Cervical spine radiography numbers down, but CT use climbing, according to a study presented at ACR 2016.
Cervical spine imaging in the emergency department (ED) represents the largest portion of growth in CT use, according to a presentation at the 2016 annual meeting of the American College of Radiology.
Researchers from Georgia and Virginia undertook a study to assess the changing utilization of cervical spine imaging in the ED. Using national aggregate Medicare Physician Supplier Procedure Files, the researchers gathered data on all cervical spine radiography, CT, and MR examinations performed in the ED setting.
The results showed that use of cervical spine radiograph in the ED among Medicare patients increased 50.5% from 1994 to 2004, but then decreased by 50.2% by 2012. Cervical CT volumes increased every year, by 8864% from 1994 to 2012, and MR imaging grew by 1381%:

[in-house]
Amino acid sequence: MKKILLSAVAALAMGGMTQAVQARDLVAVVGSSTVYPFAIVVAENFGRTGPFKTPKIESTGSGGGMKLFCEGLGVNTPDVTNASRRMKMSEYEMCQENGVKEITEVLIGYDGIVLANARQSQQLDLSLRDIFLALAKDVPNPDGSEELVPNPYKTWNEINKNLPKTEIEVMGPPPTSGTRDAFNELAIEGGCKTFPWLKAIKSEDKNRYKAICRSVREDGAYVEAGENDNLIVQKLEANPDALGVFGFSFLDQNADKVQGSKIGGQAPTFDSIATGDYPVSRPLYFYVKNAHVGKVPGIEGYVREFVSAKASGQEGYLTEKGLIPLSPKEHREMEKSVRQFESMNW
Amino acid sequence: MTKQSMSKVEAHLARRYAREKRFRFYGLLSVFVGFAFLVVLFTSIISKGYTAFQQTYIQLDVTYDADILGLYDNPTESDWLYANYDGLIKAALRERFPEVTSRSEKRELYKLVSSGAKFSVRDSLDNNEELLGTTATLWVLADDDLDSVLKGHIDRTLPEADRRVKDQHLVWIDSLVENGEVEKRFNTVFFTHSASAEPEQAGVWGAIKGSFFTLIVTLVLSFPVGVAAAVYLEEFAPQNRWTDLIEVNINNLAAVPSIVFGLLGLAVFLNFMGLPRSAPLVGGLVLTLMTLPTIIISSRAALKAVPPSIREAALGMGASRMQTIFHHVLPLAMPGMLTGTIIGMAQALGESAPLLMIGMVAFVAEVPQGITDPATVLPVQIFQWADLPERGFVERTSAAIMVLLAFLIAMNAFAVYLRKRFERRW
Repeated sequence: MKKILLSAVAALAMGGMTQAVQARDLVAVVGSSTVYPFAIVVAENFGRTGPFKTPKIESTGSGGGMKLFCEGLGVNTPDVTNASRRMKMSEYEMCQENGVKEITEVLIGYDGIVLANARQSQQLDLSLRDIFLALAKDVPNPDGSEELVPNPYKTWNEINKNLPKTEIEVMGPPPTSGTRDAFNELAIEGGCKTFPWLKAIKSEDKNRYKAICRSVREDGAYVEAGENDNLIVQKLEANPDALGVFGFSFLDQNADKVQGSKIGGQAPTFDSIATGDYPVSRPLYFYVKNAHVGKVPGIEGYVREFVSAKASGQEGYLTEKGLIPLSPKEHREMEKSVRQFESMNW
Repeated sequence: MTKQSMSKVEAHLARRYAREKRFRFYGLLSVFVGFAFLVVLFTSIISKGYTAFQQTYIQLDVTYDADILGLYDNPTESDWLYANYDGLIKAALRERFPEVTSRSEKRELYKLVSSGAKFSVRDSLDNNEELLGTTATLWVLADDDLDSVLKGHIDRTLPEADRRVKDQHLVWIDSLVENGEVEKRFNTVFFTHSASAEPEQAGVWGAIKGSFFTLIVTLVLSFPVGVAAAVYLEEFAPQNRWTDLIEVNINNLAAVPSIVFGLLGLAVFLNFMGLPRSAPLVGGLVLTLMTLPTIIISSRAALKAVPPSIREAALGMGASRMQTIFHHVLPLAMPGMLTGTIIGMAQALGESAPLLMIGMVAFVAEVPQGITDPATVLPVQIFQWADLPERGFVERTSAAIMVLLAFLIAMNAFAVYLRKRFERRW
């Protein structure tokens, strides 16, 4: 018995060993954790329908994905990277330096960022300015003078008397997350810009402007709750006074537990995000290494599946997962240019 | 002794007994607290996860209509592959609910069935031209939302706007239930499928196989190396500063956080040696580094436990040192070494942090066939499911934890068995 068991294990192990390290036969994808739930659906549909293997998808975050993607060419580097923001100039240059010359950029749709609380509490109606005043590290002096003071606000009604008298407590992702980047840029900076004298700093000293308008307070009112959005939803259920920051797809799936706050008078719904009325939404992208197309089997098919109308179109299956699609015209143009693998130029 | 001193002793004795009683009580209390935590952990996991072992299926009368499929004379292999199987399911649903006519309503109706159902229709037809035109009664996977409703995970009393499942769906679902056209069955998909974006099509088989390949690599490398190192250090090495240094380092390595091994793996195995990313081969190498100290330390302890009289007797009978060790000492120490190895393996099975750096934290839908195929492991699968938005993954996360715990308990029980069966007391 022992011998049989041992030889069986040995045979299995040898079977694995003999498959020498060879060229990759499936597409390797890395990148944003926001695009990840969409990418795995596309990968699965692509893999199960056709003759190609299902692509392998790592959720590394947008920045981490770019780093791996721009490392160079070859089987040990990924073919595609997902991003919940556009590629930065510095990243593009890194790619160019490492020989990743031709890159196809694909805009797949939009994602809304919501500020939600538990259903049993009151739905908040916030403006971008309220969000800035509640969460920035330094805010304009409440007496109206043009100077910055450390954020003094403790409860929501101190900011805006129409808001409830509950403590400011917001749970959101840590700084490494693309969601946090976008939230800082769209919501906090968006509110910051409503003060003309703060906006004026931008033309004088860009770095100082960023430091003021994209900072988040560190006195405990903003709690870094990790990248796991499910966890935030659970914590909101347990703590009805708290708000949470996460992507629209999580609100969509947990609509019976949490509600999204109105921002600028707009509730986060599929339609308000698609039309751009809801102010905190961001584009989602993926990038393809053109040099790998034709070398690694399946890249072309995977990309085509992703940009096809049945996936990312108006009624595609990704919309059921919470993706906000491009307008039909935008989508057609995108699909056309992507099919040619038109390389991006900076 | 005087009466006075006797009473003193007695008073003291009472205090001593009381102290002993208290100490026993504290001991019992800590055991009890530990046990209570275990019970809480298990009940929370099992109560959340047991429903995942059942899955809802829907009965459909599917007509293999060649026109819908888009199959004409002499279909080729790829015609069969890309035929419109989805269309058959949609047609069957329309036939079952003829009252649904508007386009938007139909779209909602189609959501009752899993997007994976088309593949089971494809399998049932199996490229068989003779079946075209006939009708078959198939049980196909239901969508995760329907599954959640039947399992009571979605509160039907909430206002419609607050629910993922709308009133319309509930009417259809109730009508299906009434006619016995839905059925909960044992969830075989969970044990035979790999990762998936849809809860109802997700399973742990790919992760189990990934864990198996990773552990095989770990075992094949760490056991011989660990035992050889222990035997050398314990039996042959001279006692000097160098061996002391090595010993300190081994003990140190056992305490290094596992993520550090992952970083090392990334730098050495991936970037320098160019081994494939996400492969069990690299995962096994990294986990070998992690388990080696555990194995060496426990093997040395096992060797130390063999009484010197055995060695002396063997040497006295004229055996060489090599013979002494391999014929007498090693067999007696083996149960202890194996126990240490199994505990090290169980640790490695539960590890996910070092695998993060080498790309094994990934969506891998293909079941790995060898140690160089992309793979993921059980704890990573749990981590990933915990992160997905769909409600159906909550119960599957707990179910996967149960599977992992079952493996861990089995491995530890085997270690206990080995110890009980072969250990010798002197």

|Number of Examinations in 1994||Number of Examinations in 2004||Number of Examinations in 2012|
|Cervical Spine Radiography Volumes||203,645||306,442||152,755|
|Cervical CT Volumes||6,360||-||570,121|
According to the researchers, CT overtook radiography as the dominant ED cervical spine imaging modality in 2007. Changes per 1,000 Medicare beneficiaries:
|Change from 1994-2012|
Radiologists remain the dominant providers of the examinations:
The researchers concluded there was an average annual 1.9% decrease in radiography of the cervical spine in this population, and a 25.9% increase in CT utilization, making CT by far the dominant ED imaging modality.